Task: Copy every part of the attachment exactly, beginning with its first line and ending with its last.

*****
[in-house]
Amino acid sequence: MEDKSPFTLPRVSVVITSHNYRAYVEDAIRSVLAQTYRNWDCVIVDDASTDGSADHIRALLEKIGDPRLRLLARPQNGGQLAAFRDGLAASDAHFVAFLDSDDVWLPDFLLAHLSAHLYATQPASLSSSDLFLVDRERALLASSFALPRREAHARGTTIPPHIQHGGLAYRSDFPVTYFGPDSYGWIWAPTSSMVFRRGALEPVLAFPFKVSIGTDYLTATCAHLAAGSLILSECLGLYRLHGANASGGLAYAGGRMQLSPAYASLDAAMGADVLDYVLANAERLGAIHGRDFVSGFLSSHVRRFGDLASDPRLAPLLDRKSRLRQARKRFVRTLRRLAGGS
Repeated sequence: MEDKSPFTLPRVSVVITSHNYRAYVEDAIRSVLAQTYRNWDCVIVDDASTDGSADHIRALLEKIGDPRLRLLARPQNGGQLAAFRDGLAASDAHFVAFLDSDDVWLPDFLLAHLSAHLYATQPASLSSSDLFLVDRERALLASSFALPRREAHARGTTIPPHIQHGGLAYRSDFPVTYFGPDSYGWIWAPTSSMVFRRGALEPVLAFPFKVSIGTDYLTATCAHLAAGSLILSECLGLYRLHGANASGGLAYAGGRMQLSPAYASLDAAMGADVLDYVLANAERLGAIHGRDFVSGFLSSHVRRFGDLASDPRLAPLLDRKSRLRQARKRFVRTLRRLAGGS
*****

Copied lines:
[in-house]
Amino acid sequence: MEDKSPFTLPRVSVVITSHNYRAYVEDAIRSVLAQTYRNWDCVIVDDASTDGSADHIRALLEKIGDPRLRLLARPQNGGQLAAFRDGLAASDAHFVAFLDSDDVWLPDFLLAHLSAHLYATQPASLSSSDLFLVDRERALLASSFALPRREAHARGTTIPPHIQHGGLAYRSDFPVTYFGPDSYGWIWAPTSSMVFRRGALEPVLAFPFKVSIGTDYLTATCAHLAAGSLILSECLGLYRLHGANASGGLAYAGGRMQLSPAYASLDAAMGADVLDYVLANAERLGAIHGRDFVSGFLSSHVRRFGDLASDPRLAPLLDRKSRLRQARKRFVRTLRRLAGGS
Repeated sequence: MEDKSPFTLPRVSVVITSHNYRAYVEDAIRSVLAQTYRNWDCVIVDDASTDGSADHIRALLEKIGDPRLRLLARPQNGGQLAAFRDGLAASDAHFVAFLDSDDVWLPDFLLAHLSAHLYATQPASLSSSDLFLVDRERALLASSFALPRREAHARGTTIPPHIQHGGLAYRSDFPVTYFGPDSYGWIWAPTSSMVFRRGALEPVLAFPFKVSIGTDYLTATCAHLAAGSLILSECLGLYRLHGANASGGLAYAGGRMQLSPAYASLDAAMGADVLDYVLANAERLGAIHGRDFVSGFLSSHVRRFGDLASDPRLAPLLDRKSRLRQARKRFVRTLRRLAGGS